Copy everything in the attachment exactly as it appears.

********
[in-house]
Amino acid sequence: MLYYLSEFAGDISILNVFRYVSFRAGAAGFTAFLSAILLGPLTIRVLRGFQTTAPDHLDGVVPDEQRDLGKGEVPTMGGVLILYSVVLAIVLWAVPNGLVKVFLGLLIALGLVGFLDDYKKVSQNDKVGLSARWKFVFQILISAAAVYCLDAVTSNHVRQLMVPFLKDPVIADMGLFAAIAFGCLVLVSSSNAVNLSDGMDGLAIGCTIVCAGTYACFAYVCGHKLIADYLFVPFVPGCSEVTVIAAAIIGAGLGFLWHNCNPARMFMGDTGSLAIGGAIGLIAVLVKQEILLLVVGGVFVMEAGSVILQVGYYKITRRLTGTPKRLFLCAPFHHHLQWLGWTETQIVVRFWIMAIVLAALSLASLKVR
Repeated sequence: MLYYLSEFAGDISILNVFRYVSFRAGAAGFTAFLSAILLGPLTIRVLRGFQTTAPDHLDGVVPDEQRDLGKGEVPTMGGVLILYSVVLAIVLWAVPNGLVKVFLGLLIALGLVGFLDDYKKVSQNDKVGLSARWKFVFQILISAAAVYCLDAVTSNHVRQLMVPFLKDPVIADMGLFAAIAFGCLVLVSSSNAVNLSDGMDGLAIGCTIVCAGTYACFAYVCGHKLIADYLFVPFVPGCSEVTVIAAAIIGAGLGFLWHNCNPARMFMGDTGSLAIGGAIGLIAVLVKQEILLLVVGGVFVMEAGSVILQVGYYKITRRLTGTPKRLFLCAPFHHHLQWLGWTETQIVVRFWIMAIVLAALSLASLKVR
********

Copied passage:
[in-house]
Amino acid sequence: MLYYLSEFAGDISILNVFRYVSFRAGAAGFTAFLSAILLGPLTIRVLRGFQTTAPDHLDGVVPDEQRDLGKGEVPTMGGVLILYSVVLAIVLWAVPNGLVKVFLGLLIALGLVGFLDDYKKVSQNDKVGLSARWKFVFQILISAAAVYCLDAVTSNHVRQLMVPFLKDPVIADMGLFAAIAFGCLVLVSSSNAVNLSDGMDGLAIGCTIVCAGTYACFAYVCGHKLIADYLFVPFVPGCSEVTVIAAAIIGAGLGFLWHNCNPARMFMGDTGSLAIGGAIGLIAVLVKQEILLLVVGGVFVMEAGSVILQVGYYKITRRLTGTPKRLFLCAPFHHHLQWLGWTETQIVVRFWIMAIVLAALSLASLKVR
Repeated sequence: MLYYLSEFAGDISILNVFRYVSFRAGAAGFTAFLSAILLGPLTIRVLRGFQTTAPDHLDGVVPDEQRDLGKGEVPTMGGVLILYSVVLAIVLWAVPNGLVKVFLGLLIALGLVGFLDDYKKVSQNDKVGLSARWKFVFQILISAAAVYCLDAVTSNHVRQLMVPFLKDPVIADMGLFAAIAFGCLVLVSSSNAVNLSDGMDGLAIGCTIVCAGTYACFAYVCGHKLIADYLFVPFVPGCSEVTVIAAAIIGAGLGFLWHNCNPARMFMGDTGSLAIGGAIGLIAVLVKQEILLLVVGGVFVMEAGSVILQVGYYKITRRLTGTPKRLFLCAPFHHHLQWLGWTETQIVVRFWIMAIVLAALSLASLKVR